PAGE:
Kitchen Creek Falls

Cleveland National Forest / Boulder Oaks, California, USA

About Kitchen Creek Falls

Hiking Distance: 4.5 miles round trip
Suggested Time: 2-3 hours

Date first visited: 2008-02-14
Date last visited: 2008-02-14

Waterfall Latitude: 32.74339
Waterfall Longitude: -116.46731

Waterfall Safety and Common Sense

Kitchen Creek Falls sits within the typically hot and dry Cleveland National Forest about 50 miles east of San Diego.

From what we were able to tell, seeing the falls flowing required quite a bit of timing as we could envision its flow easily become nothing by late Spring or early Summer.

Kitchen_Creek_Falls_057_02142008 - Kitchen Creek Falls shortly before a surprise snowfall
Kitchen Creek Falls shortly before a surprise snowfall

Ultimately, it depends on how much Winter rain has fallen in Southern California).

Nonetheless, when it does flow (as it did for us), the falls are pretty impressive since it tumbles with a cumulative drop of a reported 150ft in desert-like terrain (thereby making this falls a bit of an oasis).

Hiking part of the Pacific Crest Trail

Now despite the fact that the falls sat quite close to the Interstate 8, we definitely had to work to get a view of the falls as it wasn’t easy.

First, we had to hike for about 2 miles along the Pacific Crest Trail before leaving the trail at an easy-to-miss spur.

Kitchen_Creek_Falls_011_02142008 - Julie embarking on the Pacific Crest Trail as she passed beneath the noisy I-8 en route to Kitchen Creek Falls
Julie embarking on the Pacific Crest Trail as she passed beneath the noisy I-8 en route to Kitchen Creek Falls

On the initial two-mile stretch, we passed underneath the loud I-8 before the trail climbed alongside fences (some of which had holes cut into them).

It seemed like those fences were meant to be deterrents for people illegally crossing the border (as further evidenced by Border Patrol vehicles routinely surveying the road where we parked the car).

Anyways, as we went further on the trail, the sound of the freeway slowly faded (thankfully) and we could start to hear sounds a little more indicative of Nature (e.g. foliage rustling with the winds or the faint hissing of a stream).

Once we took an easy-to-miss unsigned spur trail leaving the PCT, it didn’t take long before this trail degenerated into a cross-country scramble.

The Final Scramble to Kitchen Creek Falls

It was here where we had doubts as to whether we’d find the waterfall since scrambling without an obvious trail can be pretty dodgy, especially considering the presence of rattlesnakes in a desert like this.

Kitchen_Creek_Falls_017_02142008 - At some point, we spotted this faint trail-of-use that left the Pacific Crest Trail, then it degenerated into a scramble to search for the Kitchen Creek Falls
At some point, we spotted this faint trail-of-use that left the Pacific Crest Trail, then it degenerated into a scramble to search for the Kitchen Creek Falls

In addition to the possibly lethal wildlife, we didn’t have fun frequently brushing against hard, prickly desert vegetation during the scramble either.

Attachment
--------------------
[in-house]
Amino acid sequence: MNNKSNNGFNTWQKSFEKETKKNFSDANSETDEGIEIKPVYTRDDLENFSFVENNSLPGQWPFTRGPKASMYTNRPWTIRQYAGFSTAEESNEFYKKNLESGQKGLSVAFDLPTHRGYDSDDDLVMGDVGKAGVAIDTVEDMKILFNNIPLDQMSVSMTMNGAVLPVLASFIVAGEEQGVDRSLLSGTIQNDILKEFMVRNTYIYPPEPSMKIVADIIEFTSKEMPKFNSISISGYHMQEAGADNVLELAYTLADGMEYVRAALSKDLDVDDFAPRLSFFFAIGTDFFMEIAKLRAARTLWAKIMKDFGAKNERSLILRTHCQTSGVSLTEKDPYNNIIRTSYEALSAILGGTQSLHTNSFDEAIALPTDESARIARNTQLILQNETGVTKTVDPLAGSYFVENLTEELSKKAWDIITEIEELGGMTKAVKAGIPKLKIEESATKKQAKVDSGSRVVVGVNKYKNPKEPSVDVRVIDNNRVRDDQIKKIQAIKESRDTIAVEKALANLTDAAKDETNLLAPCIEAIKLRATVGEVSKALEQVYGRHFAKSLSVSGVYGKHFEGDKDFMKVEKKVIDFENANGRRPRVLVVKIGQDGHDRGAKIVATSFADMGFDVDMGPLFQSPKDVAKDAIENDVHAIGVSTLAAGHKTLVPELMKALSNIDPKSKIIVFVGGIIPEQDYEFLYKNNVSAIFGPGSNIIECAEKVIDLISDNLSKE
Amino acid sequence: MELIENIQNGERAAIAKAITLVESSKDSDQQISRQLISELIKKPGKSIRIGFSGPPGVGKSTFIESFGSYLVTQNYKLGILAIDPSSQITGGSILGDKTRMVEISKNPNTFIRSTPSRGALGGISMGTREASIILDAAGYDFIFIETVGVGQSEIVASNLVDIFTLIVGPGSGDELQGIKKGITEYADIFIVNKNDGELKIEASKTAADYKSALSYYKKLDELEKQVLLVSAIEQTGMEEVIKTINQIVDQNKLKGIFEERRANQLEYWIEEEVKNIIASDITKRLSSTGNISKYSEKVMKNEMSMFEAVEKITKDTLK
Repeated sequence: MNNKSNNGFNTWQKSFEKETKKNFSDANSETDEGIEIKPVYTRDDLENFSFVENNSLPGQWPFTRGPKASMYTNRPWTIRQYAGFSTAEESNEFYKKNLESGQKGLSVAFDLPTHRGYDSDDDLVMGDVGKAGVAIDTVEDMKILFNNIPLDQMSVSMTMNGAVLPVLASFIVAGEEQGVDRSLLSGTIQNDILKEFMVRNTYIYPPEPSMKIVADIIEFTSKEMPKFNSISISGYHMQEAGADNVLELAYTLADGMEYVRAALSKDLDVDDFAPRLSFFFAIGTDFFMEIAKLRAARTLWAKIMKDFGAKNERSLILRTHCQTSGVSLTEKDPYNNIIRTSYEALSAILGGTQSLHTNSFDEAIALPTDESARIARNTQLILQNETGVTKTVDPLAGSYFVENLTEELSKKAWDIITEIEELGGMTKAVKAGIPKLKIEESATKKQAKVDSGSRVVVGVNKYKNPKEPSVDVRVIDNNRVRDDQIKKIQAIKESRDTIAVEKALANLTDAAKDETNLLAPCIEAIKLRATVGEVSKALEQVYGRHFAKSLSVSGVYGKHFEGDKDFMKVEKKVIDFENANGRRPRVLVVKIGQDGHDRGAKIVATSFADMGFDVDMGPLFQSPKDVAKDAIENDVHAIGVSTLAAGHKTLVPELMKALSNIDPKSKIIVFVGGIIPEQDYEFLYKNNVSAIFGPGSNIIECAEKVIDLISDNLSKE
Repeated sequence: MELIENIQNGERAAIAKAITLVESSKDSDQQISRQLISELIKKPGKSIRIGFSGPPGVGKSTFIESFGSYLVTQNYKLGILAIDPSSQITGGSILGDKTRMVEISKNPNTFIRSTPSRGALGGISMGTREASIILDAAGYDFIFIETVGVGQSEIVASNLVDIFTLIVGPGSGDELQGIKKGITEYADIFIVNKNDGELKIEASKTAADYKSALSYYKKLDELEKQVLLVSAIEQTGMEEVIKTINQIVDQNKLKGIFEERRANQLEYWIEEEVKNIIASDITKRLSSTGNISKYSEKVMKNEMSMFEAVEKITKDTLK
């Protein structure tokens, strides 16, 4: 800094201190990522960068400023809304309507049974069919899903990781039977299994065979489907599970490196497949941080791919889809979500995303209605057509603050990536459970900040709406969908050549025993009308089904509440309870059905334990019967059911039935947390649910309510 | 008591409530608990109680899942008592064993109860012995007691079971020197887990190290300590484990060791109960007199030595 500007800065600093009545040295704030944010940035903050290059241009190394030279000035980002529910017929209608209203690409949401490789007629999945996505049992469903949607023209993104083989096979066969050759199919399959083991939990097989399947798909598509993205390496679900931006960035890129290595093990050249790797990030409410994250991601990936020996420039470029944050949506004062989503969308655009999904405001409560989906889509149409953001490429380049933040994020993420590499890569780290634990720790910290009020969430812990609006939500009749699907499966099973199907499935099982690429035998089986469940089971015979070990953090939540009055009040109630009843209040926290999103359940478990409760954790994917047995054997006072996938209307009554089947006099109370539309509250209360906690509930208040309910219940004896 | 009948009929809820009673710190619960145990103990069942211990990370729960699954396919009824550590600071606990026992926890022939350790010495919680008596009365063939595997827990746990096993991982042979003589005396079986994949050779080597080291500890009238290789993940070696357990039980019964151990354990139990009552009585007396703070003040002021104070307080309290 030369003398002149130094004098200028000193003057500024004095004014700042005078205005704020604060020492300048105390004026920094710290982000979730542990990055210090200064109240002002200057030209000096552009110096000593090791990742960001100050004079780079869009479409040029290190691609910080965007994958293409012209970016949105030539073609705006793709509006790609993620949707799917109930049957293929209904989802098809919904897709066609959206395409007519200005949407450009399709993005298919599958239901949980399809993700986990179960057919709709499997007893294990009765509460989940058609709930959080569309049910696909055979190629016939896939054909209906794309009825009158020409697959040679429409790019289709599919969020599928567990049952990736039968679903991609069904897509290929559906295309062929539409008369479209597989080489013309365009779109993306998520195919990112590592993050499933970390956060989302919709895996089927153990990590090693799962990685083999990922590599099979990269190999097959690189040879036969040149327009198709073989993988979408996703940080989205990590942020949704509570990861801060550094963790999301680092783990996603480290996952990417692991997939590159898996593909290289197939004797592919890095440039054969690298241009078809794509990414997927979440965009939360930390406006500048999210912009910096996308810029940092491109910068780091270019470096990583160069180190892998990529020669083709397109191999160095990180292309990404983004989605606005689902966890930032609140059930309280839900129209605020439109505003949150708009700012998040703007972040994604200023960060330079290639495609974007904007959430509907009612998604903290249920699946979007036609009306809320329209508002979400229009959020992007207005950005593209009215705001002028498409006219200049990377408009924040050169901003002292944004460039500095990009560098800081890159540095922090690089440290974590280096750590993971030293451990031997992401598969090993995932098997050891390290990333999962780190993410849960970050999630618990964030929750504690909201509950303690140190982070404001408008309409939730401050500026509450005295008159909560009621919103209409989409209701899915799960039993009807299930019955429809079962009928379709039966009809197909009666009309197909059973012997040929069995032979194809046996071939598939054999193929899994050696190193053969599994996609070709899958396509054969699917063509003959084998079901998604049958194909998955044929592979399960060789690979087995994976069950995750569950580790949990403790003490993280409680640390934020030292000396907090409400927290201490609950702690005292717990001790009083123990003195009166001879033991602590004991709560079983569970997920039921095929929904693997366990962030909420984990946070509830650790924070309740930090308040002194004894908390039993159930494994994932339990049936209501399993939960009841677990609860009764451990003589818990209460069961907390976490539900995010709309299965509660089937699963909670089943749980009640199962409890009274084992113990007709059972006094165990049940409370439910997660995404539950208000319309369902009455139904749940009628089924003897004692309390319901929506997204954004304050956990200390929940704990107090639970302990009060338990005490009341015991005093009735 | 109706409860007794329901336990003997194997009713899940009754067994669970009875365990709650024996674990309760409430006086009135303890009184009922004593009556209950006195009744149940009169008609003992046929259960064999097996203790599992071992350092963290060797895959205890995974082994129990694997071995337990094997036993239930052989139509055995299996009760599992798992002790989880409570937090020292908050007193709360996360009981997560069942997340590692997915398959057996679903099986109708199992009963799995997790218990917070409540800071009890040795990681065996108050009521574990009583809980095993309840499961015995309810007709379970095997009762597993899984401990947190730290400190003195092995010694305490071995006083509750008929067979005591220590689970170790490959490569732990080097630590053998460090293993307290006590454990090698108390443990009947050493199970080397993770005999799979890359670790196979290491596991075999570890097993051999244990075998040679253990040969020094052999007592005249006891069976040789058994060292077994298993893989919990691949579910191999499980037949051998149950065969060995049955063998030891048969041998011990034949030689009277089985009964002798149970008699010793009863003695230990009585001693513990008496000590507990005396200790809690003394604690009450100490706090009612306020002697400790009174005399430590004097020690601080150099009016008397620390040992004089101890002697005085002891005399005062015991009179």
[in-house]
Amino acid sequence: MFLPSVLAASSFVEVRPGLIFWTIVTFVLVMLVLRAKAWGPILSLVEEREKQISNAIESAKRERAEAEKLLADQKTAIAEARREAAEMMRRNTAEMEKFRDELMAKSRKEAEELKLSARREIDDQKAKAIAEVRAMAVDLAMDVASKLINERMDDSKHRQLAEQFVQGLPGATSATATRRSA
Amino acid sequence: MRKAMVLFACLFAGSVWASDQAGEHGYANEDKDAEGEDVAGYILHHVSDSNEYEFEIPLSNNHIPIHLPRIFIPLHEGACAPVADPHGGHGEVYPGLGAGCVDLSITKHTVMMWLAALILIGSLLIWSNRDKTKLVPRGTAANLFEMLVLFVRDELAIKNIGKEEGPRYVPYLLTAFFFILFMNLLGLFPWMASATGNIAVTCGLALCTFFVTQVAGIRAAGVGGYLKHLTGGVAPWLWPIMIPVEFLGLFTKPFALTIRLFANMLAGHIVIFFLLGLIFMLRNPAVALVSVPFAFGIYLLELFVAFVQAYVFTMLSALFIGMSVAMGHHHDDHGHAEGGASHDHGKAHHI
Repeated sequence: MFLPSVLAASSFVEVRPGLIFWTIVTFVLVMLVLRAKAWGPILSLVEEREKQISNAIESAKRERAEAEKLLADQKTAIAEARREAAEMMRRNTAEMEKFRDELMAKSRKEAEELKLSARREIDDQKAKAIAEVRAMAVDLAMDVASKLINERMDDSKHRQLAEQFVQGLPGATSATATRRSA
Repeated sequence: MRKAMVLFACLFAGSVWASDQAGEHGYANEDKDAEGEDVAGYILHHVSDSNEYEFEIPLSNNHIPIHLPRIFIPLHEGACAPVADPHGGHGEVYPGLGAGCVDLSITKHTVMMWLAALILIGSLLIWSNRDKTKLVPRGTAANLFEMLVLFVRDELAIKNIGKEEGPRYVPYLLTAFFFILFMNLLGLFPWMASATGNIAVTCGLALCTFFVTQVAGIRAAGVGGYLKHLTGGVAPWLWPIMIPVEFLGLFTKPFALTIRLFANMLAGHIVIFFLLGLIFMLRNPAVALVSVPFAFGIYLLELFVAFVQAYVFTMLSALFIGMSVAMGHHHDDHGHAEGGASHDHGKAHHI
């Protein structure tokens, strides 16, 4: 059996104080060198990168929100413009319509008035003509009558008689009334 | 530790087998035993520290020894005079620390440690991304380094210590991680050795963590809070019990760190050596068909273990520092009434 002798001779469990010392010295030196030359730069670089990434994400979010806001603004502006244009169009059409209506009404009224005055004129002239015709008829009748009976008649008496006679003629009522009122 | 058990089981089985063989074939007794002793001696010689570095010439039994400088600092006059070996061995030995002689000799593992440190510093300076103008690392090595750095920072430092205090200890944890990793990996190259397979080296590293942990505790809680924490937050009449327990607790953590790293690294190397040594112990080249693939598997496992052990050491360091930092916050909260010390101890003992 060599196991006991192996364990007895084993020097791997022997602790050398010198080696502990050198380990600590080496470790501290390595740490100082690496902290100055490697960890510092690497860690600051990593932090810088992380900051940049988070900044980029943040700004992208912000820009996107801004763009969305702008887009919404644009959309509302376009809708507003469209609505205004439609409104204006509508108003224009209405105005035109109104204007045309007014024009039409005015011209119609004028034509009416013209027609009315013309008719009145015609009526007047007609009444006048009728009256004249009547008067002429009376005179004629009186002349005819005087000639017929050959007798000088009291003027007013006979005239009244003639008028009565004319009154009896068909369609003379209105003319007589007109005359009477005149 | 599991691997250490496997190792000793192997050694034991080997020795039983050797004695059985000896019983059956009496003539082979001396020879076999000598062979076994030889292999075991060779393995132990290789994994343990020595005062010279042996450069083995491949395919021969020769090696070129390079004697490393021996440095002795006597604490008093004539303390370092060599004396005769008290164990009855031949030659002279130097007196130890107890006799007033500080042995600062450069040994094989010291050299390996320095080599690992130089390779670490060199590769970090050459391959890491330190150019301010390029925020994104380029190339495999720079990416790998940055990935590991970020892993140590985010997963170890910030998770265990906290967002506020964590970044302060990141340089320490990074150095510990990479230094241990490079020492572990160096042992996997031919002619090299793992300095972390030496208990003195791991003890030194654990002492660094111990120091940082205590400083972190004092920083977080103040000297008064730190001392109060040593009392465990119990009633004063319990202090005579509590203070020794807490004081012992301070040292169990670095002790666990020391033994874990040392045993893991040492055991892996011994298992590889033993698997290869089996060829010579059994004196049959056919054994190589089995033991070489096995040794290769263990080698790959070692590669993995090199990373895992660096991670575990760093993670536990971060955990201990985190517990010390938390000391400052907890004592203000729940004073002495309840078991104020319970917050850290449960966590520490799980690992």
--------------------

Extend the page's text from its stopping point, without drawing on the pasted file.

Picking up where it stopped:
As our doubts piled up while making this scramble, this excursion definitely felt more like an adventure where a successful outcome wasn’t guaranteed.

Anyways, when we started to hear the sound of the waterfall, which was clearly flowing well enough to be heard, we used that sound to lead us closer to its stream.

However, we then eventually found ourselves at the top of the Kitchen Creek Falls, where we couldn’t see much of the waterfall.

Kitchen_Creek_Falls_021_02142008 - Looking upstream at Kitchen Creek upstream from the Kitchen Creek Falls
Looking upstream at Kitchen Creek upstream from the Kitchen Creek Falls

So we actively looked for a way down to get a better view of this elusive waterfall.

That was when we found a very steep scramble down a dry gully.

It seemed a bit dicey as we encountered plenty of loose rocks that we managed to pry loose on the descent.

The whole time we did this scramble, the terrain’s steepness made us cognizant of how hard the return hike back up would be.

Once we got to the bottom of this descent, we had to cross Kitchen Creek before doing some additional rough scrambling until we finally got a satisfying view of Kitchen Creek Falls.

Kitchen_Creek_Falls_067_02142008 - Julie trying to stay with the trail while snow covered the Pacific Crest Trail
Julie trying to stay with the trail while snow covered the Pacific Crest Trail

When we had our fill of this waterfall, we still had the non-trivial task of climbing back up the gully and then do some route-finding to regain the Pacific Crest Trail.

While this hike had its share of difficulty with route-finding and steep scrambles, we also had to deal with a freak snow storm that overtook us and nearly whited out the desert!

Indeed, we definitely had to earn our sighting of Kitchen Creek Falls, and I hope to get another shot at this under the right conditions.


Kitchen Creek Falls resides in the Cleveland National Forest near Descanso in San Diego County, California. It is administered by the USDA Forest Service. For information or inquiries about the area as well as current conditions, visit their website or Facebook page.

Kitchen_Creek_Falls_001_02142008 - Initially, we parked at this parking lot at a campground around where we thought the Kitchen Creek Falls Trailhead was
Kitchen_Creek_Falls_005_02142008 - After walking around the campground, we eventually figured out that the Kitchen Creek Falls Trail was not here
Kitchen_Creek_Falls_008_02142008 - Julie starting off on the trail towards the I-8 after finally making sense of Ann Marie Brown's directions from the former location of the Boulder Oaks Store